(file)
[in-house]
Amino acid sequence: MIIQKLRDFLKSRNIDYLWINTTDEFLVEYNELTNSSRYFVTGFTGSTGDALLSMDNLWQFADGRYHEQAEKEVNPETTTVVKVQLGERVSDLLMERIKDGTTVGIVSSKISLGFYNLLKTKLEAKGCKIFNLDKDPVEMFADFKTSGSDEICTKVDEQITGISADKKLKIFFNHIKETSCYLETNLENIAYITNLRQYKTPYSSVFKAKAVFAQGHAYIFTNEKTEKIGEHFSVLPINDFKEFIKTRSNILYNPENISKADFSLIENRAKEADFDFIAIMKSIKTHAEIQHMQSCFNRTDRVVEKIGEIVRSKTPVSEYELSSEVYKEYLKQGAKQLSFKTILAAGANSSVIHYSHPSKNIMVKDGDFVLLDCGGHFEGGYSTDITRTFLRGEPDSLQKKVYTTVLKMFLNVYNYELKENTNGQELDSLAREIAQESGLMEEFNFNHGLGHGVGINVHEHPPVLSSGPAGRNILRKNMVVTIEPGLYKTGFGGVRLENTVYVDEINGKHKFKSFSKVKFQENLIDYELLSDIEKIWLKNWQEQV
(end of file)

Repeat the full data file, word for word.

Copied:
[in-house]
Amino acid sequence: MIIQKLRDFLKSRNIDYLWINTTDEFLVEYNELTNSSRYFVTGFTGSTGDALLSMDNLWQFADGRYHEQAEKEVNPETTTVVKVQLGERVSDLLMERIKDGTTVGIVSSKISLGFYNLLKTKLEAKGCKIFNLDKDPVEMFADFKTSGSDEICTKVDEQITGISADKKLKIFFNHIKETSCYLETNLENIAYITNLRQYKTPYSSVFKAKAVFAQGHAYIFTNEKTEKIGEHFSVLPINDFKEFIKTRSNILYNPENISKADFSLIENRAKEADFDFIAIMKSIKTHAEIQHMQSCFNRTDRVVEKIGEIVRSKTPVSEYELSSEVYKEYLKQGAKQLSFKTILAAGANSSVIHYSHPSKNIMVKDGDFVLLDCGGHFEGGYSTDITRTFLRGEPDSLQKKVYTTVLKMFLNVYNYELKENTNGQELDSLAREIAQESGLMEEFNFNHGLGHGVGINVHEHPPVLSSGPAGRNILRKNMVVTIEPGLYKTGFGGVRLENTVYVDEINGKHKFKSFSKVKFQENLIDYELLSDIEKIWLKNWQEQV